"Far fewer immigrants arrested by California law enforcement are being turned over to federal authorities for deportation since a new state law went into effect in January.
The law was pushed by immigrant advocates and directs law enforcement agencies to more quickly release those without serious criminal records rather than hold them so federal officials can take them into custody for deportation proceedings.
Already, according to a review by The Associated Press, the new law appears to be having a big impact in slowing deportations at a time when President Barack Obama is looking to ease immigration enforcement policies nationwide and appease immigrant advocates who say his administration has been too tough.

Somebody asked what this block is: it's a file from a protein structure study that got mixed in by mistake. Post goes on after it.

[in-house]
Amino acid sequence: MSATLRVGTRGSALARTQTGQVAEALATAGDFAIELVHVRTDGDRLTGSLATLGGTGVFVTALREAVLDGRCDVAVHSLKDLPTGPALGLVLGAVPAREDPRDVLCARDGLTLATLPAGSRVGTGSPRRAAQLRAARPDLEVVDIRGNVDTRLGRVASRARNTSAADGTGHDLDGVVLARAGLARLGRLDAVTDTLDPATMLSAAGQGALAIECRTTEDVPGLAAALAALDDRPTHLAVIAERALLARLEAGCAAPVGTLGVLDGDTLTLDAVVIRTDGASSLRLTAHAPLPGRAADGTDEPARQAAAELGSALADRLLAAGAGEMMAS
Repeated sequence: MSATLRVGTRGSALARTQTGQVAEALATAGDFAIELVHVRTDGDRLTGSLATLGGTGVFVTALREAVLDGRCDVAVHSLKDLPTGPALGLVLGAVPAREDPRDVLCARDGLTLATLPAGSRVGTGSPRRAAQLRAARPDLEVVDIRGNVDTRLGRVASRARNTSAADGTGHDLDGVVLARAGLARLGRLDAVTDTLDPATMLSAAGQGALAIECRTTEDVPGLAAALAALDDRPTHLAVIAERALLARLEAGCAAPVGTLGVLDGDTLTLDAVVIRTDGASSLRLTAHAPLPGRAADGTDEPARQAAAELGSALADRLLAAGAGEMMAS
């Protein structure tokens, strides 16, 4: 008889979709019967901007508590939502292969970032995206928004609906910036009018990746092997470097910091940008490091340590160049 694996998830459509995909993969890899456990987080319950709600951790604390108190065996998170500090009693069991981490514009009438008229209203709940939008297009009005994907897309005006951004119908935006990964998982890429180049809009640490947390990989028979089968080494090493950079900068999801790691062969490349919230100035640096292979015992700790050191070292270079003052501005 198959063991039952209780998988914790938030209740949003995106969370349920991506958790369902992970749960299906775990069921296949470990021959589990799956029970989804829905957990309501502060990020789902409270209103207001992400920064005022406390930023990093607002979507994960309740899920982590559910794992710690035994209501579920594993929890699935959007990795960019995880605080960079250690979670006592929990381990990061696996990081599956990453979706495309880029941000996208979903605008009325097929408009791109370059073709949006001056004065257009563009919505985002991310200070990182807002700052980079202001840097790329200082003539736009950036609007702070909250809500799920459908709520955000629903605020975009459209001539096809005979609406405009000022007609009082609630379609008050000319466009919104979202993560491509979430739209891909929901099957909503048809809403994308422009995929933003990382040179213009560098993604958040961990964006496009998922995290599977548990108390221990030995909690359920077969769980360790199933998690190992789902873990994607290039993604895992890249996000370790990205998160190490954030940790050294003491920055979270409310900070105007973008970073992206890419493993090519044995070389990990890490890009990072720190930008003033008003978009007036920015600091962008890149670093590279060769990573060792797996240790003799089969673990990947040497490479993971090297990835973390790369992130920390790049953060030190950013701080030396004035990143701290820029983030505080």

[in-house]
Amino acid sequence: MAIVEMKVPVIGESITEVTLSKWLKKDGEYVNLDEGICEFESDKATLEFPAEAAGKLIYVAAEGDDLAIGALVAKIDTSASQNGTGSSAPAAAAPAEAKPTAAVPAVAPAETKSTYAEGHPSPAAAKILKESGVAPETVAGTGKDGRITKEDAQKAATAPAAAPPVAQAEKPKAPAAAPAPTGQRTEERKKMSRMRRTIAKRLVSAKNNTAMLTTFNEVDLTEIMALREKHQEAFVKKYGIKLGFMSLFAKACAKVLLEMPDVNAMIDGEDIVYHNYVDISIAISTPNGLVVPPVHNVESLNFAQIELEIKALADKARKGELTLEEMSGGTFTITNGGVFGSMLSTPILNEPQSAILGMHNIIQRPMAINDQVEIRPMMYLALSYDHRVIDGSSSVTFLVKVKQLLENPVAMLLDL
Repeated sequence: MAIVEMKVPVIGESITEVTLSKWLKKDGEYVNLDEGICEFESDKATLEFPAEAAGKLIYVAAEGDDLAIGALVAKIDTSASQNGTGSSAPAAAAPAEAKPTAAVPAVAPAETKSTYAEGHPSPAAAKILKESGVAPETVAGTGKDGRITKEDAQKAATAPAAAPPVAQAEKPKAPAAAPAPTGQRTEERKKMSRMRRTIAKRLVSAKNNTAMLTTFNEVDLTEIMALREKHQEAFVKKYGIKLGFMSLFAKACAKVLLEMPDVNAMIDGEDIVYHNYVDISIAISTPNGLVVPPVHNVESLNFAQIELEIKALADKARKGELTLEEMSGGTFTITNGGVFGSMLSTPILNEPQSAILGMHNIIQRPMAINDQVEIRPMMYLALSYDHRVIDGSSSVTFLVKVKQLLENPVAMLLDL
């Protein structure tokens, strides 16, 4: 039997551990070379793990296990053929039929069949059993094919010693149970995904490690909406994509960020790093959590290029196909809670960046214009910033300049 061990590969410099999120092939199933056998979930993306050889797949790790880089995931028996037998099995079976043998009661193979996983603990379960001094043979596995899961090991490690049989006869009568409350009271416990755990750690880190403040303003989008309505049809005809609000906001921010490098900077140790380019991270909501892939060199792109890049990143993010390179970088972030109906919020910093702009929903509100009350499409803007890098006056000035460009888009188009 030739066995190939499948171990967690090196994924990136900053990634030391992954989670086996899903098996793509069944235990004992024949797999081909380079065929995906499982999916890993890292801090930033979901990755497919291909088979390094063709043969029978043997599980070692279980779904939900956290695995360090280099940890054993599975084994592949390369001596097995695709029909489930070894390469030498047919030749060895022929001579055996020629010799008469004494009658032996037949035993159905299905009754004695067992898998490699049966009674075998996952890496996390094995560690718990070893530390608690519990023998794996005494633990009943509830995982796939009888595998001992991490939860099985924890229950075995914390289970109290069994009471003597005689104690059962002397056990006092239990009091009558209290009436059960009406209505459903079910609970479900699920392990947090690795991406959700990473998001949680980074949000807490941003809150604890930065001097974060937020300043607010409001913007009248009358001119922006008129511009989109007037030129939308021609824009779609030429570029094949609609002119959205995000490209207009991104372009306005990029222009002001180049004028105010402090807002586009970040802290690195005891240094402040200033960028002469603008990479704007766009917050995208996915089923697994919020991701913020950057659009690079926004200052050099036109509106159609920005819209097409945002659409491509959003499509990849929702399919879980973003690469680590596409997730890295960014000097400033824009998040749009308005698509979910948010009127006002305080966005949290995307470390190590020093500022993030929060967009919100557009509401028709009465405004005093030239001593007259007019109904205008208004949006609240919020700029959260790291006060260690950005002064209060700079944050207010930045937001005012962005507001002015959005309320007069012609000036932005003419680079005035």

Until now, California has accounted for a third of deportations under U.S. Immigration and Custom Enforcement's Secure Communities program, which screens the fingerprints of arrestees for potential immigration violations.
While it was expected the state law known as the Trust Act would reduce the number of people held for possible deportation, it wasn't clear how significant the drop would be.
Since sheriff's departments are responsible for most bookings, the AP surveyed those agencies in 23 counties responsible for most of California's deportations under the program.
Not all supplied data for the first two months of this year, but among the 15 that did, there was a 44 percent drop, from 2,984 people to 1,660. Those 15 counties included four of the five largest in the state — Los Angeles, San Diego, Riverside and San Bernardino." - AP Exclusive by Elliot Spagat and Amy Taxin, Apr. 6, 2014.